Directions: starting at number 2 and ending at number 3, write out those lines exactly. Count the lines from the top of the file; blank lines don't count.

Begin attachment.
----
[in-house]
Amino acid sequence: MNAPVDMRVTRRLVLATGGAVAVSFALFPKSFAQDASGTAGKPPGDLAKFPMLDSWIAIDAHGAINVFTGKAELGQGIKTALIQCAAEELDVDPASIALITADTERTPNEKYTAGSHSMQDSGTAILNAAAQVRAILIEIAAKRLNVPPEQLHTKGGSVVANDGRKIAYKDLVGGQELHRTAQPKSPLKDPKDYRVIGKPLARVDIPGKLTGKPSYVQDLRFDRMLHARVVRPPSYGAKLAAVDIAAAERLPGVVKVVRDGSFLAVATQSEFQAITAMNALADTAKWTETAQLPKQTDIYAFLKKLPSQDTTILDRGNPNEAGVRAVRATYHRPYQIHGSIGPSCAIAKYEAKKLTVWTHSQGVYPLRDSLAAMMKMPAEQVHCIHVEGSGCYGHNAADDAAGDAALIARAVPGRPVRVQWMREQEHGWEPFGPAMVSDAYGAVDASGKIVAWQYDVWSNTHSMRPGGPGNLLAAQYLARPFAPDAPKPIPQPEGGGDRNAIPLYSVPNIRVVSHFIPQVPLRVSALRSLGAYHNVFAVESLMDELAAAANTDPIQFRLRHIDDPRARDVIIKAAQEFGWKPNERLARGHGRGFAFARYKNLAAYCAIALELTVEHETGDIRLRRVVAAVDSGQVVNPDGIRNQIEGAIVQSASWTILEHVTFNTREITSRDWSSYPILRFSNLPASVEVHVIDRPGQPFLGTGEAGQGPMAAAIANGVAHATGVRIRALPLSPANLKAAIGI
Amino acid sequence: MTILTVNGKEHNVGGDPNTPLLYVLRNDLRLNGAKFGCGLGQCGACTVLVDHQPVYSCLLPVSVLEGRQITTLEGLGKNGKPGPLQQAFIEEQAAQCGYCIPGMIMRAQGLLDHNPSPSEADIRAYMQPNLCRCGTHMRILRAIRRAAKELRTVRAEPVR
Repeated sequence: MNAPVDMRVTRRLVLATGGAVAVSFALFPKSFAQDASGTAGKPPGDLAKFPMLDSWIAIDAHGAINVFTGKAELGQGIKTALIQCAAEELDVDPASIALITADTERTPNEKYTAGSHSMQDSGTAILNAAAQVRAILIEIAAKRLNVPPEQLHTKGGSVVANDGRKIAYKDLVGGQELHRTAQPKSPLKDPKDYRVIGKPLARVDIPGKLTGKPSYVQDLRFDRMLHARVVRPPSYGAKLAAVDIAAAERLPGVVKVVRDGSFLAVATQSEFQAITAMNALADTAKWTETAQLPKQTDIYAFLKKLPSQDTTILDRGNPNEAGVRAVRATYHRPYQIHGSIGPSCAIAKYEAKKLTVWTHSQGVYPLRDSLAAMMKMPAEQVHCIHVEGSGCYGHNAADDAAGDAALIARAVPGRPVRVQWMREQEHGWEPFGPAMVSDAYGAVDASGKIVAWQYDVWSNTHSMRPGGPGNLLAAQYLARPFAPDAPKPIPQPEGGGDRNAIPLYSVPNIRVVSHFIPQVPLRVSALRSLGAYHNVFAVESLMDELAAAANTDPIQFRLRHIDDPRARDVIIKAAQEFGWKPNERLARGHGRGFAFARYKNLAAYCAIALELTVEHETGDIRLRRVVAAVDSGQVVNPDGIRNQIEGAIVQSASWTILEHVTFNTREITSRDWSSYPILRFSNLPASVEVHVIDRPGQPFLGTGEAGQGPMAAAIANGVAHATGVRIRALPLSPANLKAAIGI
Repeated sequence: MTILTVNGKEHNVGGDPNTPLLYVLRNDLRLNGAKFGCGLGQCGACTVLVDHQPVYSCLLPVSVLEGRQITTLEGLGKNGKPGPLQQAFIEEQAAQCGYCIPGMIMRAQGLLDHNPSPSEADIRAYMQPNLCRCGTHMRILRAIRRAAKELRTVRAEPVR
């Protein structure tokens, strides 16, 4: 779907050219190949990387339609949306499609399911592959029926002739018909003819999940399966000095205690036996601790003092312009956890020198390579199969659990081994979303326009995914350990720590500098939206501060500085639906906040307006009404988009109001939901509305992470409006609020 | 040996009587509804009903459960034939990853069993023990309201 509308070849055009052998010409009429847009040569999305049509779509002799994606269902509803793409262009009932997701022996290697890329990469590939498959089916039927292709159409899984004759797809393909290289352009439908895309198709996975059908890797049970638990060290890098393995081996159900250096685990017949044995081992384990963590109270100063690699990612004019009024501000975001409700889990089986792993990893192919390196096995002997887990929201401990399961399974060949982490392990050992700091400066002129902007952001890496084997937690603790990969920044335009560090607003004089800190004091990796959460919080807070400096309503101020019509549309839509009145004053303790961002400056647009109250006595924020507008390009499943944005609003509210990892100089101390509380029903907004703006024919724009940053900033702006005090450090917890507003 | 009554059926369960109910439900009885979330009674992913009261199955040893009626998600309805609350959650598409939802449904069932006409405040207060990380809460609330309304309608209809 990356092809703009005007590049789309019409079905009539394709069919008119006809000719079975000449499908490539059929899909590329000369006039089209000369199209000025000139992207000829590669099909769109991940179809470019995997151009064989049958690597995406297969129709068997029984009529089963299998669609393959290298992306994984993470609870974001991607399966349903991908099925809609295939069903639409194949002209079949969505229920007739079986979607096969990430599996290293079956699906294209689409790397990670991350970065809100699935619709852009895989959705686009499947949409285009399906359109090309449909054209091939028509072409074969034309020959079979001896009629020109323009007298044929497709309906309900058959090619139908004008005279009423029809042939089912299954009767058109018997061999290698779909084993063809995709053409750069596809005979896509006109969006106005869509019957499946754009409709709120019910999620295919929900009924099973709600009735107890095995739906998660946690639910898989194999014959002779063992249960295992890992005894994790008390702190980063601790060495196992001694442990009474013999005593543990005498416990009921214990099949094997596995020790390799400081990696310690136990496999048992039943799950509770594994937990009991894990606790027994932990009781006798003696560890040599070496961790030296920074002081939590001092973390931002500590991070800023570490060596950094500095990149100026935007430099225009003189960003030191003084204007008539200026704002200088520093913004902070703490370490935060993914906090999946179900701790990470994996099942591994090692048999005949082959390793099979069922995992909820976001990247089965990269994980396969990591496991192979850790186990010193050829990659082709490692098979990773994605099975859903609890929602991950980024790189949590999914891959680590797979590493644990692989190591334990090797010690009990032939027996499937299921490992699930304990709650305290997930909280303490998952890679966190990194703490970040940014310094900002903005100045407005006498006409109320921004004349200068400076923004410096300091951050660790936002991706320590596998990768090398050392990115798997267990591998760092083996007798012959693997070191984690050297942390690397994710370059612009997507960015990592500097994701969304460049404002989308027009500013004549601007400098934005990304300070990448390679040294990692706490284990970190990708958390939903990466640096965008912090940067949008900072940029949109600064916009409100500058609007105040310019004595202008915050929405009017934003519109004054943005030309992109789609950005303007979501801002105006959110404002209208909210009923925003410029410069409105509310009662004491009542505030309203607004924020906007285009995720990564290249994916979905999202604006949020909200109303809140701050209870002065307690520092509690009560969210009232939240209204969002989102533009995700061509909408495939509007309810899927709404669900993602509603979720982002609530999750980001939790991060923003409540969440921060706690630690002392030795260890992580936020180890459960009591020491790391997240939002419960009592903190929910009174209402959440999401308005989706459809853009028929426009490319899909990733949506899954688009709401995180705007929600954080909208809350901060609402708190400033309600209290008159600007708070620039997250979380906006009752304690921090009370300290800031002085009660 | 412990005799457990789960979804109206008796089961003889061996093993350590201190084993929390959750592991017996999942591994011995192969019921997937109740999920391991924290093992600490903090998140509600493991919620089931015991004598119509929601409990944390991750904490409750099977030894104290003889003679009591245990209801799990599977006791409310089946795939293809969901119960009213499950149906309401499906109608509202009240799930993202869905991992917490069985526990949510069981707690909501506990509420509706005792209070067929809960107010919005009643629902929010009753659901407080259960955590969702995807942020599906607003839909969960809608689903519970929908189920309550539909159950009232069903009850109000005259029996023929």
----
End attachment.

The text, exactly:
Amino acid sequence: MNAPVDMRVTRRLVLATGGAVAVSFALFPKSFAQDASGTAGKPPGDLAKFPMLDSWIAIDAHGAINVFTGKAELGQGIKTALIQCAAEELDVDPASIALITADTERTPNEKYTAGSHSMQDSGTAILNAAAQVRAILIEIAAKRLNVPPEQLHTKGGSVVANDGRKIAYKDLVGGQELHRTAQPKSPLKDPKDYRVIGKPLARVDIPGKLTGKPSYVQDLRFDRMLHARVVRPPSYGAKLAAVDIAAAERLPGVVKVVRDGSFLAVATQSEFQAITAMNALADTAKWTETAQLPKQTDIYAFLKKLPSQDTTILDRGNPNEAGVRAVRATYHRPYQIHGSIGPSCAIAKYEAKKLTVWTHSQGVYPLRDSLAAMMKMPAEQVHCIHVEGSGCYGHNAADDAAGDAALIARAVPGRPVRVQWMREQEHGWEPFGPAMVSDAYGAVDASGKIVAWQYDVWSNTHSMRPGGPGNLLAAQYLARPFAPDAPKPIPQPEGGGDRNAIPLYSVPNIRVVSHFIPQVPLRVSALRSLGAYHNVFAVESLMDELAAAANTDPIQFRLRHIDDPRARDVIIKAAQEFGWKPNERLARGHGRGFAFARYKNLAAYCAIALELTVEHETGDIRLRRVVAAVDSGQVVNPDGIRNQIEGAIVQSASWTILEHVTFNTREITSRDWSSYPILRFSNLPASVEVHVIDRPGQPFLGTGEAGQGPMAAAIANGVAHATGVRIRALPLSPANLKAAIGI
Amino acid sequence: MTILTVNGKEHNVGGDPNTPLLYVLRNDLRLNGAKFGCGLGQCGACTVLVDHQPVYSCLLPVSVLEGRQITTLEGLGKNGKPGPLQQAFIEEQAAQCGYCIPGMIMRAQGLLDHNPSPSEADIRAYMQPNLCRCGTHMRILRAIRRAAKELRTVRAEPVR